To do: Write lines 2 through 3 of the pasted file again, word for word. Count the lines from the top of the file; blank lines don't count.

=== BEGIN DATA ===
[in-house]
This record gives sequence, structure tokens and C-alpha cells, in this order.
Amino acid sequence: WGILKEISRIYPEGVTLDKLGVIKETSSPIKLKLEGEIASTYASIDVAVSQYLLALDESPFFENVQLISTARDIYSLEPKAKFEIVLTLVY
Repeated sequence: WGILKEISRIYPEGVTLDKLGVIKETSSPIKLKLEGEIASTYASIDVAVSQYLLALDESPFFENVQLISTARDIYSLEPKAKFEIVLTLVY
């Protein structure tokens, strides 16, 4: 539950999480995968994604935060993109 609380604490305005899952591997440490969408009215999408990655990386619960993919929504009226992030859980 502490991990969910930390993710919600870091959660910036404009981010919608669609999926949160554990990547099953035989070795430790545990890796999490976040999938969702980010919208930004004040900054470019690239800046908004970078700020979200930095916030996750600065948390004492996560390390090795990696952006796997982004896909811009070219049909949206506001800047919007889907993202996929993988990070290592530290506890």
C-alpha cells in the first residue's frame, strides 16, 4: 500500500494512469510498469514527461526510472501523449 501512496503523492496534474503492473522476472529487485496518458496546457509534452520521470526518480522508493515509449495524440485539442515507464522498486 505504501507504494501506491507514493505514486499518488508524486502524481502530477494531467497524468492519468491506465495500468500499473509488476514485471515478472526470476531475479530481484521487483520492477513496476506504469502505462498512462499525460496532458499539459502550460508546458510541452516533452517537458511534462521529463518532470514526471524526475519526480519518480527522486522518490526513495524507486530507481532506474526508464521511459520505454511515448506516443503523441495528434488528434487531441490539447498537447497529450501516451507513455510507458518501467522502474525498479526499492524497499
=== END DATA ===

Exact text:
This record gives sequence, structure tokens and C-alpha cells, in this order.
Amino acid sequence: WGILKEISRIYPEGVTLDKLGVIKETSSPIKLKLEGEIASTYASIDVAVSQYLLALDESPFFENVQLISTARDIYSLEPKAKFEIVLTLVY